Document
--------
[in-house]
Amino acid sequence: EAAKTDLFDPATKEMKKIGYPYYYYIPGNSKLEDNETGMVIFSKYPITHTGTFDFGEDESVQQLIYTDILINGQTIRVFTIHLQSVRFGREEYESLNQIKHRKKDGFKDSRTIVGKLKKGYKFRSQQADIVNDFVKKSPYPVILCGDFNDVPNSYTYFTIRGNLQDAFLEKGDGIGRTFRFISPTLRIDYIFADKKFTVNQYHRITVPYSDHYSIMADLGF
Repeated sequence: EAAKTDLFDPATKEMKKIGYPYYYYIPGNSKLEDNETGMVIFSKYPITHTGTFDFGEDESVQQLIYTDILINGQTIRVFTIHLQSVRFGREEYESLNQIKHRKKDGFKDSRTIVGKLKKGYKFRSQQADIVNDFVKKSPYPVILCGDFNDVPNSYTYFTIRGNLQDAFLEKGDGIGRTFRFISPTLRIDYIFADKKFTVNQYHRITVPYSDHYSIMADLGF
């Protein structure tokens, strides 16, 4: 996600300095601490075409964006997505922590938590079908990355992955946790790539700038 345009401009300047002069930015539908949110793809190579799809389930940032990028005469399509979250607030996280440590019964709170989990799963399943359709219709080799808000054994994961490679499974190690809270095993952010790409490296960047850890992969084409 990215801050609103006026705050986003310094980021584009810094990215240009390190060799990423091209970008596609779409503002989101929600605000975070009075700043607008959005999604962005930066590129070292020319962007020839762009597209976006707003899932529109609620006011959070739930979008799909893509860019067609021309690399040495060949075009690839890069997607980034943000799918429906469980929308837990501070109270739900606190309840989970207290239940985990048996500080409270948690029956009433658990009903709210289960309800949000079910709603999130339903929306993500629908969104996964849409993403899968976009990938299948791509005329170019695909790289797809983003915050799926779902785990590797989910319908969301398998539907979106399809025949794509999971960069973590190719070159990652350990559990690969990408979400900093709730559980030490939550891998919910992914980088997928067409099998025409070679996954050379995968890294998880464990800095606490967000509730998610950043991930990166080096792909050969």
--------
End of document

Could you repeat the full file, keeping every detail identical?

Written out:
[in-house]
Amino acid sequence: EAAKTDLFDPATKEMKKIGYPYYYYIPGNSKLEDNETGMVIFSKYPITHTGTFDFGEDESVQQLIYTDILINGQTIRVFTIHLQSVRFGREEYESLNQIKHRKKDGFKDSRTIVGKLKKGYKFRSQQADIVNDFVKKSPYPVILCGDFNDVPNSYTYFTIRGNLQDAFLEKGDGIGRTFRFISPTLRIDYIFADKKFTVNQYHRITVPYSDHYSIMADLGF
Repeated sequence: EAAKTDLFDPATKEMKKIGYPYYYYIPGNSKLEDNETGMVIFSKYPITHTGTFDFGEDESVQQLIYTDILINGQTIRVFTIHLQSVRFGREEYESLNQIKHRKKDGFKDSRTIVGKLKKGYKFRSQQADIVNDFVKKSPYPVILCGDFNDVPNSYTYFTIRGNLQDAFLEKGDGIGRTFRFISPTLRIDYIFADKKFTVNQYHRITVPYSDHYSIMADLGF
């Protein structure tokens, strides 16, 4: 996600300095601490075409964006997505922590938590079908990355992955946790790539700038 345009401009300047002069930015539908949110793809190579799809389930940032990028005469399509979250607030996280440590019964709170989990799963399943359709219709080799808000054994994961490679499974190690809270095993952010790409490296960047850890992969084409 990215801050609103006026705050986003310094980021584009810094990215240009390190060799990423091209970008596609779409503002989101929600605000975070009075700043607008959005999604962005930066590129070292020319962007020839762009597209976006707003899932529109609620006011959070739930979008799909893509860019067609021309690399040495060949075009690839890069997607980034943000799918429906469980929308837990501070109270739900606190309840989970207290239940985990048996500080409270948690029956009433658990009903709210289960309800949000079910709603999130339903929306993500629908969104996964849409993403899968976009990938299948791509005329170019695909790289797809983003915050799926779902785990590797989910319908969301398998539907979106399809025949794509999971960069973590190719070159990652350990559990690969990408979400900093709730559980030490939550891998919910992914980088997928067409099998025409070679996954050379995968890294998880464990800095606490967000509730998610950043991930990166080096792909050969």